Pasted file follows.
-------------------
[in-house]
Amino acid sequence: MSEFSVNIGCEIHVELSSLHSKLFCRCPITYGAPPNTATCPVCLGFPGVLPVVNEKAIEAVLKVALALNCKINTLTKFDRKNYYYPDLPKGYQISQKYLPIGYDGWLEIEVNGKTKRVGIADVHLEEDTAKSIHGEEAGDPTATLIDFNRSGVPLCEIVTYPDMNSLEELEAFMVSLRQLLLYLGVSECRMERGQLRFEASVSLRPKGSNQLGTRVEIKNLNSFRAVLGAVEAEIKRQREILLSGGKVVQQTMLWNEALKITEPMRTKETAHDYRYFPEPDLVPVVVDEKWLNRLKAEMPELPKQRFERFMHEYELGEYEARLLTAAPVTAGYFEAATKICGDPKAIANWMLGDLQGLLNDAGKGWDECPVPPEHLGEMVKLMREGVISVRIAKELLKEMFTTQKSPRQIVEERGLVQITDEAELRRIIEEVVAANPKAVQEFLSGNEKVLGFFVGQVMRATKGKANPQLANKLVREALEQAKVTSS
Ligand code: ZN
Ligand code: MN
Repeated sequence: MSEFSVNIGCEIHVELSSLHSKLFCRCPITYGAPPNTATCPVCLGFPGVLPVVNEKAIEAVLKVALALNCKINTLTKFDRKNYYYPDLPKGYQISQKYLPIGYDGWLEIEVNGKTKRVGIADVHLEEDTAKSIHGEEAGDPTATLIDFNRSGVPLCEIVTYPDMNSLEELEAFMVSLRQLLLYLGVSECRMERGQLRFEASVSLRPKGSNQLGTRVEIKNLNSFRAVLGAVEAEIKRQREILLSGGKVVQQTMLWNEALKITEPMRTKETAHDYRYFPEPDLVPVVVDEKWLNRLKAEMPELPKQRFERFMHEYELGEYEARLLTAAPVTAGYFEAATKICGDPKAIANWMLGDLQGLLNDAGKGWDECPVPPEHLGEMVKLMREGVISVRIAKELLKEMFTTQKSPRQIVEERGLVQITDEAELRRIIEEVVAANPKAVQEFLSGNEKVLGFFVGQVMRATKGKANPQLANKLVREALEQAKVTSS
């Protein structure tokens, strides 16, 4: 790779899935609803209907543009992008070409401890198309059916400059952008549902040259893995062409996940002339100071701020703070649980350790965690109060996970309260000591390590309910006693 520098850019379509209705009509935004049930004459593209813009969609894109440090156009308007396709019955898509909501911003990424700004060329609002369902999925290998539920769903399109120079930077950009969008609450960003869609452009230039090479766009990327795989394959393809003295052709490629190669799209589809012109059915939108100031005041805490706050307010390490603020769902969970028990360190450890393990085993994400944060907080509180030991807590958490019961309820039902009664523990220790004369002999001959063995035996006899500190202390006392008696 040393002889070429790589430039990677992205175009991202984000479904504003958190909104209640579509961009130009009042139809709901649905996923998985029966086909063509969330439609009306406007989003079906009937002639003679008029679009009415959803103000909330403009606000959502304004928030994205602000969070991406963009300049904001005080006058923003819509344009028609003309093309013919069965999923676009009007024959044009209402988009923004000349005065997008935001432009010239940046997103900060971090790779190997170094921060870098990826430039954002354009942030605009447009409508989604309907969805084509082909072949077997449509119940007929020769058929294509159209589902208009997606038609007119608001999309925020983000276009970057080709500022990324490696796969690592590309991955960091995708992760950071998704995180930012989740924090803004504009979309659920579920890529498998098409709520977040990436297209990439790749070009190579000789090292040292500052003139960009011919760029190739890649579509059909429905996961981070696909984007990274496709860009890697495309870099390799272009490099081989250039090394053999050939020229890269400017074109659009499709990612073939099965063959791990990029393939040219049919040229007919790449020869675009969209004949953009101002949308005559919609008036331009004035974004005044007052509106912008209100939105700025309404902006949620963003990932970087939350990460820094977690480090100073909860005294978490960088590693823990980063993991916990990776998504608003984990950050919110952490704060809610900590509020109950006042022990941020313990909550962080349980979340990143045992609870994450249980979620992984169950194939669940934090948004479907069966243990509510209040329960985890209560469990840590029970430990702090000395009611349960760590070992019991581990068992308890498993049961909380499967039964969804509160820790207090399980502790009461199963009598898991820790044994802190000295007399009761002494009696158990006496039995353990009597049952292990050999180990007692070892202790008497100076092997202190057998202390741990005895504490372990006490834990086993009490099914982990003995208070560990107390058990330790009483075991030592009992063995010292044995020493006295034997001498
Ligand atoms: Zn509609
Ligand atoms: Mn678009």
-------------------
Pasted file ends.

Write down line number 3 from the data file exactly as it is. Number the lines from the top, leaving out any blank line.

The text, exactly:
Ligand code: ZN